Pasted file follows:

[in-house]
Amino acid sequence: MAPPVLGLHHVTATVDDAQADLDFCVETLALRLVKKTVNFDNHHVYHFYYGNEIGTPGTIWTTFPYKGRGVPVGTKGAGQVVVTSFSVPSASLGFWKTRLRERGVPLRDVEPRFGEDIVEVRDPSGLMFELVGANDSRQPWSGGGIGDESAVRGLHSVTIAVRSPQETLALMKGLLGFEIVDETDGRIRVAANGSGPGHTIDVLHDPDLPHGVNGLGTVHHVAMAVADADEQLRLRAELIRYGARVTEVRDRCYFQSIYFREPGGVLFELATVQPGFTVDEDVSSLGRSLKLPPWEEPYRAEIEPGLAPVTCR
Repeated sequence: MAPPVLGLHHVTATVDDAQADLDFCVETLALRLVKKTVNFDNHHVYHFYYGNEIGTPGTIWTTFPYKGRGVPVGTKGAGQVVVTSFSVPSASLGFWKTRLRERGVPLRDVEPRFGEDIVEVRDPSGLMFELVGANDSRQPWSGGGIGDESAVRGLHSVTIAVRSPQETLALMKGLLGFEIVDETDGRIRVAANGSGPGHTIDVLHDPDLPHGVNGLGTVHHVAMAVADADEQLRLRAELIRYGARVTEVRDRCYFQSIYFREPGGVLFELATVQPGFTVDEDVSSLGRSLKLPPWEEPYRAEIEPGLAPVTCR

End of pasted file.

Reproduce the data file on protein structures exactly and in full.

[in-house]
Amino acid sequence: MAPPVLGLHHVTATVDDAQADLDFCVETLALRLVKKTVNFDNHHVYHFYYGNEIGTPGTIWTTFPYKGRGVPVGTKGAGQVVVTSFSVPSASLGFWKTRLRERGVPLRDVEPRFGEDIVEVRDPSGLMFELVGANDSRQPWSGGGIGDESAVRGLHSVTIAVRSPQETLALMKGLLGFEIVDETDGRIRVAANGSGPGHTIDVLHDPDLPHGVNGLGTVHHVAMAVADADEQLRLRAELIRYGARVTEVRDRCYFQSIYFREPGGVLFELATVQPGFTVDEDVSSLGRSLKLPPWEEPYRAEIEPGLAPVTCR
Repeated sequence: MAPPVLGLHHVTATVDDAQADLDFCVETLALRLVKKTVNFDNHHVYHFYYGNEIGTPGTIWTTFPYKGRGVPVGTKGAGQVVVTSFSVPSASLGFWKTRLRERGVPLRDVEPRFGEDIVEVRDPSGLMFELVGANDSRQPWSGGGIGDESAVRGLHSVTIAVRSPQETLALMKGLLGFEIVDETDGRIRVAANGSGPGHTIDVLHDPDLPHGVNGLGTVHHVAMAVADADEQLRLRAELIRYGARVTEVRDRCYFQSIYFREPGGVLFELATVQPGFTVDEDVSSLGRSLKLPPWEEPYRAEIEPGLAPVTCR